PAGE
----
Will the year of the pig bring in the bacon?

04 April, 2019

At this time of year my inbox invariably gets flooded with press releases from wine and spirit producers trumpeting their latest Chinese new year special-edition gift boxes and travel retail exclusives.

2019 is the Year of the Pig, which to western ears might not seem quite so conducive to appealing marketing ideas as other signs of the Chinese zodiac. However, that hasn’t stopped the likes of Dewar’s whisky, Beluga vodka, Martell cognac, Tito’s vodka and Royal Salute whisky from eagerly releasing their Year of the Pig editions.

Such a marketing frenzy is understandable. After all, the Chinese New Year is the largest annual human migration on the planet. Hundreds of millions of Chinese travellers take long train and road trips to visit family and friends for the holiday, which this year falls on February 5. According to forecasts from Ctrip, the Chinese equivalent of Trip Advisor, around 7m mainland Chinese are planning to venture abroad for the annual holiday this year, up from around 6.5m in 2018.

Where will the Chinese be heading? Well, neighbouring countries such as Thailand, Japan, Indonesia and Singapore continue to be popular destinations, but more exotic, far-flung holiday spots such as Scandinavia, Spain and the UAE are all tipped to be hot this year.

Within the travel retail sector, excitement still surrounds the Chinese traveller, but it’s fair to say the outlook for this travel retail customer demographic is more uncertain than in previous years. Passenger traffic continues to rise, but the imposition of US trade tariffs, slowing global demand, growing domestic debt and the weakening Yuan suggest the mainland Chinese traveller will have less discretionary income to spend. On that front, 2019 has already got off to a bad start. Last month, luxury goods stocks took a beating after Apple warned that slowing Chinese demand was a key factor underlying its profits warning. According to global management consulting firm Bain & Co, Chinese nationals accounted for more than 30% of luxury goods sales last year, so when this key customer group feels the pinch, the fear is that a major crisis is not far away.

An over-reliance on the Chinese traveller is undoubtedly a key concern for the travel retail industry, but now is not the time to panic. Thankfully, the gifting tradition remains strong in China and other Asian nations despite the current global economic headwinds. New data from research consultancy M1nd-set shows that Asia Pacific recorded a reasonable level of duty free gifting in H1 2018 with 38% of shoppers purchasing as a gift.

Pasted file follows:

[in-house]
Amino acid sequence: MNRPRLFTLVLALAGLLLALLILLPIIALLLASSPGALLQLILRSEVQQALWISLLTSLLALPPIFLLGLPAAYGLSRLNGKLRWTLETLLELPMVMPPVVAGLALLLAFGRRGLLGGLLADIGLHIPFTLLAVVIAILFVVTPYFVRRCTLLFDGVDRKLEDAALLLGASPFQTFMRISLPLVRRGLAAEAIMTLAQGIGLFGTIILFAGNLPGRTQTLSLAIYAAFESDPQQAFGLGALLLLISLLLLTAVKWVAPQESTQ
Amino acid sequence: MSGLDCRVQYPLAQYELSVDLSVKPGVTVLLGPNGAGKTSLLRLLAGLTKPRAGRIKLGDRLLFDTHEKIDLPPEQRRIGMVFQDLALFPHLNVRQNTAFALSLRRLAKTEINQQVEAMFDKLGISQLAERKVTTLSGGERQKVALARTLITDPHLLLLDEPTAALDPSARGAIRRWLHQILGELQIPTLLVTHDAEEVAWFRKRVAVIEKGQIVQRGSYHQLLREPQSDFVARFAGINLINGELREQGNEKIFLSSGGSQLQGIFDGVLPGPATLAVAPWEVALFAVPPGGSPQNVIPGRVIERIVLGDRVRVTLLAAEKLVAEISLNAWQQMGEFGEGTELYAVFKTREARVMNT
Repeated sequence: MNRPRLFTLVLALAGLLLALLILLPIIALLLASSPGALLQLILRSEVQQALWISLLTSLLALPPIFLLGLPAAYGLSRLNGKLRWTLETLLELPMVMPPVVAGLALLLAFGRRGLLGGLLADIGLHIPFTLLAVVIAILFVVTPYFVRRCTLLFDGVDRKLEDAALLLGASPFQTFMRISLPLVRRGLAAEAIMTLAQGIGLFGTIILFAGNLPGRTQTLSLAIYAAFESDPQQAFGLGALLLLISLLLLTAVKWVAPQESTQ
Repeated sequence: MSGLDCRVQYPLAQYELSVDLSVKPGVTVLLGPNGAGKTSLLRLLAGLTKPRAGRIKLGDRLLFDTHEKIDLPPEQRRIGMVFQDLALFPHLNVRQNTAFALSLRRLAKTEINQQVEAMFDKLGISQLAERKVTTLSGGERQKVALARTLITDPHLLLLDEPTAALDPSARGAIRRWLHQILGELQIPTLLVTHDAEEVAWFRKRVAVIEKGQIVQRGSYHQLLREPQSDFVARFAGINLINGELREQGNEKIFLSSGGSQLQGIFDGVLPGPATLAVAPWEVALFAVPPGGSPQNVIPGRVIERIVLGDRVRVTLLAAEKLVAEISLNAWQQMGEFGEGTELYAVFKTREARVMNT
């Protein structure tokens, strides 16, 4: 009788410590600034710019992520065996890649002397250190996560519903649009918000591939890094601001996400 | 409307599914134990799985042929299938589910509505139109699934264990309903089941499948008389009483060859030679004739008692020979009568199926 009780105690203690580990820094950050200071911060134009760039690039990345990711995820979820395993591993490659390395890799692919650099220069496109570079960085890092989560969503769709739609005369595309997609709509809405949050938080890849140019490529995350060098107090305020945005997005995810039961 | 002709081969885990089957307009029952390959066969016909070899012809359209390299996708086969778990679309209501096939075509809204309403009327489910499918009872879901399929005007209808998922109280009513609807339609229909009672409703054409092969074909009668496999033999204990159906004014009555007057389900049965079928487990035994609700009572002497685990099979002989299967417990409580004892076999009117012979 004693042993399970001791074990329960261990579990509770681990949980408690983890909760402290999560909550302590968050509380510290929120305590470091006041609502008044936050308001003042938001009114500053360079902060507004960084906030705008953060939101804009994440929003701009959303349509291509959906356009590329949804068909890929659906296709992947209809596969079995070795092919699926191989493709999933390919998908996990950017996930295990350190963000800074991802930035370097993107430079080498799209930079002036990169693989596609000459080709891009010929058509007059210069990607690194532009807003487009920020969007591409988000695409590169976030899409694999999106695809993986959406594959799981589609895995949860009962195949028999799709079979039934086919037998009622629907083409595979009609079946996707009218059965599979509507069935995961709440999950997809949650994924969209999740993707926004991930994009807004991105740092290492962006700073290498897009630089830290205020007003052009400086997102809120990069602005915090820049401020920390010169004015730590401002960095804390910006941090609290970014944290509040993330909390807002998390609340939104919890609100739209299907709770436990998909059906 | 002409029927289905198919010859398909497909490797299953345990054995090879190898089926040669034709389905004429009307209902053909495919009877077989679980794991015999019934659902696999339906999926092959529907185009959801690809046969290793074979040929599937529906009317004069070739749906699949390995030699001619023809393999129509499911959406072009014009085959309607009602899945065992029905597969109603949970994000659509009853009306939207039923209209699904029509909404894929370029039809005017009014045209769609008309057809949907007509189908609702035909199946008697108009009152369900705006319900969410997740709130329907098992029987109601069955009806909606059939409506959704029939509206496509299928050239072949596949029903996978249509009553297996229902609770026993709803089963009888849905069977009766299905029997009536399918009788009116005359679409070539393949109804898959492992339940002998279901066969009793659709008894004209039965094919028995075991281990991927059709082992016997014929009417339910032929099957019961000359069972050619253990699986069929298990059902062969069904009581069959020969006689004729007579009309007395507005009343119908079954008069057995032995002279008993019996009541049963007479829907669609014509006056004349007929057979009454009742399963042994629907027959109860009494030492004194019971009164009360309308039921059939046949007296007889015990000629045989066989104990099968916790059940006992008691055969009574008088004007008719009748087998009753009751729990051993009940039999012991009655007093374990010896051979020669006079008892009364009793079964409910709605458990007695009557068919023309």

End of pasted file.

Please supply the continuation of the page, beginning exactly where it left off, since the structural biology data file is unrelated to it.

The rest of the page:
How can that level be bettered? Many suppliers have told me that, as well as enticing gifting options, sales to mainland Chinese could be boosted through the wider use of Chinese-speaking sales staff, mobile Chinese payment options such as Wechat Pay, and competitive prices given that domestic Chinese alcohol prices are comparatively high.

As for sought-after high-end French wines, exclusivity is also a big plus. “Passengers who buy fine wine tend to have some basic knowledge of wine from their purchases in the domestic markets, and when you factor in comparative pricing web sites, the whole pricing [issue] is a big challenge for the operators to get right,”one distributor specialised in supplying Asian duty free retailers tells me.

Another point to remember is that 70% of outbound Chinese travellers are millennials. They might have less money to spend than previous generations, but they are more open to discovering wines from countries other than France and imported spirits other than cognac and whisky. This at least should provide some comfort at the start of a year which looks like it could prove challenging.





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Philip Duff

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